The Anatomy of Teeth: A Close up Look at the Parts of Your Teeth
As children, we have 20 baby teeth. Then, we're bumped up to 32 adult/permanent teeth when we get older. You might look at your set of pearly whites in the mirror each day when you brush and floss, thinking they're just like your fingernails. They're both white and hard, after all.
But your teeth aren't made of keratin. In fact, they're made of "alive" parts, unlike your fingernails! There's definitely more than meets the eye. So what's the anatomy of teeth like? Learn more about your chompers so you can appreciate them a bit more.
The Anatomy of Teeth
We have 4 different types of teeth that help us eat, drink, and talk. They're the incisors, canines, premolars, and molars. These teeth have different shapes to either cut up, tear, or crush food. Regardless, they all have the same anatomy. Let's break down the parts of a tooth.
The crown is the exterior of the tooth, so it's above the gum. It's what you're looking at when you gaze into the mirror.
The root extends down from the crown and into the gums. You're not able to see it, but it anchors the tooth into your jawbone. That way, when you eat or speak, your teeth don't go flying out. Your tooth's like an iceberg; 2/3rds of it is in the roots, below the gumline!
Speaking of the gumline, this is the middle bit where the crown becomes the root. On the actual tooth, this division is called the neck. Plaque and tartar tend to accumulate here, so you need to take good care of your teeth to prevent gum disease and tooth decay.
You'll find the cementum at the root of the tooth. This is a layer of hard tissue that's softer than enamel (more on this later), but as hard as bone. The cementum is attached to the periodontal ligament. Its job is to connect the tooth's root to the gum and jawbone.
The periodontal ligament isn't technically part of the tooth, but it's important. You'll find lots of connective tissue fibers here, and one end is connected to the cementum. The other end is connected to the alveolar bone, or jawbone. Essentially, you can think of the periodontal ligament as shock absorbers for your mouth. They protect your teeth when you're biting and chewing.
If you're wondering, "what are teeth made of", then here's your answer: enamel. This is a hard mineral made of crystalline calcium phosphate (hydroxylapatite) and protects everything inside your teeth. It's even harder than bone! Enamel isn't "alive", so if you lose it, it's gone forever. This is why it's important to take good care of your teeth. If you lose enamel from decay or damage, then your teeth will be more vulnerable.
The dentin is right underneath the enamel. It covers almost all of the tooth, which makes it a major component. While enamel is hard and not alive, dentine is softer and considered living tissue. It's similar to bone, but it's more elastic. There are many tiny holes in dentin, and it protects your teeth from both heat and cold.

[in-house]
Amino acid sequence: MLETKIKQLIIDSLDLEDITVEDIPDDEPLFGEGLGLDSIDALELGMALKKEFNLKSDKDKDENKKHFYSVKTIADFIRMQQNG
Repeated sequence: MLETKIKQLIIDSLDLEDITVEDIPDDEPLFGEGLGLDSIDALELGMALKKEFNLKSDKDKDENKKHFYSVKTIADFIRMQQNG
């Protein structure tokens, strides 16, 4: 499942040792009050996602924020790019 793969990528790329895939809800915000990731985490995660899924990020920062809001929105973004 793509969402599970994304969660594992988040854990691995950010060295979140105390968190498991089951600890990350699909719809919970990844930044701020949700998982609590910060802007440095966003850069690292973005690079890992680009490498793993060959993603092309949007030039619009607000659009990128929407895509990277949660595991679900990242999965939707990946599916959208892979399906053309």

Beneath the dentin is the pulp chamber. This is where all your tooth's tissue, nerves, and blood are. This is soft tissue that pumps out blood and nutrients to the tooth so it stays healthy and alive. You also have small lymph vessels, which transport white blood cells to your teeth. That way, the tooth fights against bacteria.
You might've heard the term "root canal" before; it's mistakenly used as the term for the dental procedure. The root canal is also known as the pulp canal. It's an open space inside the tooth's root, and the blood vessels and nerves from outside enter through this canal. This is also where the pulp comes out from the pulp chamber.
These canals are similar to the root canal but are smaller. They actually branch off from the root canal and lead to the dentine. The job of accessory canals is to connect the pulp with blood vessels and nerves.
At the root tip, you'll find the apical foramen. It's a small opening that allows blood vessels and nerves to get into the tooth.
Conditions That Can Happen to Your Teeth
We all know the importance of oral hygiene, but what exactly can happen if you don't keep up with it? Well, for one, you can get cavities. These are small holes that result from bacteria and acid. Once the holes reach the pulp, they can cause pain and sensitivity to heat and cold. If it gets bad enough, you can get an infection and even lose your tooth.
Other conditions include:
- Periodontal disease
- Tooth erosion
Conditions like malocclusion and bruxism can also cause issues, so it's important for you to have regular dental checkups.
Take Good Care of Your Teeth
Now that you know the anatomy of teeth, you should have a newfound appreciation for all the intricate parts and how they work to give you strong and healthy teeth. It's vital that you take good care of them, especially since lost enamel is gone forever.
So see your dentist regularly and keep up with your oral hygiene. You'll thank yourself later! If you haven't seen the dentist in a while, then book an appointment with us now. We have state-of-the-art technology and serve your entire family!